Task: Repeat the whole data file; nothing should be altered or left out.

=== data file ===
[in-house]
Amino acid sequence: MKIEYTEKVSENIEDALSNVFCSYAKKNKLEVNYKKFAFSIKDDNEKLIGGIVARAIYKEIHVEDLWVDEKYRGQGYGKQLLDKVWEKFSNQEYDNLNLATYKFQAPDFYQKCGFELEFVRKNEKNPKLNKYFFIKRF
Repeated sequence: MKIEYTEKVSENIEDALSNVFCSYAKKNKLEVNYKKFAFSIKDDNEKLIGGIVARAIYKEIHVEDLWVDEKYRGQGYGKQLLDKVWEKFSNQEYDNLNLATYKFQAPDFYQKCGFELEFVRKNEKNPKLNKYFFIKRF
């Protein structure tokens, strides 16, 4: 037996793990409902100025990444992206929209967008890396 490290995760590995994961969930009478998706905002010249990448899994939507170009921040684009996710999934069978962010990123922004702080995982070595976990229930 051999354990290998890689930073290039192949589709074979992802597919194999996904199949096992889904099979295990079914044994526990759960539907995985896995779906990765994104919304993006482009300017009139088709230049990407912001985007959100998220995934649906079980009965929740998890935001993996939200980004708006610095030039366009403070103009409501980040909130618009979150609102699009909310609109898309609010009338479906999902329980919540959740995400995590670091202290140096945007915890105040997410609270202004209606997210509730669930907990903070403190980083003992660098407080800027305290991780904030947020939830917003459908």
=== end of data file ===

[in-house]
Amino acid sequence: MKIEYTEKVSENIEDALSNVFCSYAKKNKLEVNYKKFAFSIKDDNEKLIGGIVARAIYKEIHVEDLWVDEKYRGQGYGKQLLDKVWEKFSNQEYDNLNLATYKFQAPDFYQKCGFELEFVRKNEKNPKLNKYFFIKRF
Repeated sequence: MKIEYTEKVSENIEDALSNVFCSYAKKNKLEVNYKKFAFSIKDDNEKLIGGIVARAIYKEIHVEDLWVDEKYRGQGYGKQLLDKVWEKFSNQEYDNLNLATYKFQAPDFYQKCGFELEFVRKNEKNPKLNKYFFIKRF
């Protein structure tokens, strides 16, 4: 037996793990409902100025990444992206929209967008890396 490290995760590995994961969930009478998706905002010249990448899994939507170009921040684009996710999934069978962010990123922004702080995982070595976990229930 051999354990290998890689930073290039192949589709074979992802597919194999996904199949096992889904099979295990079914044994526990759960539907995985896995779906990765994104919304993006482009300017009139088709230049990407912001985007959100998220995934649906079980009965929740998890935001993996939200980004708006610095030039366009403070103009409501980040909130618009979150609102699009909310609109898309609010009338479906999902329980919540959740995400995590670091202290140096945007915890105040997410609270202004209606997210509730669930907990903070403190980083003992660098407080800027305290991780904030947020939830917003459908």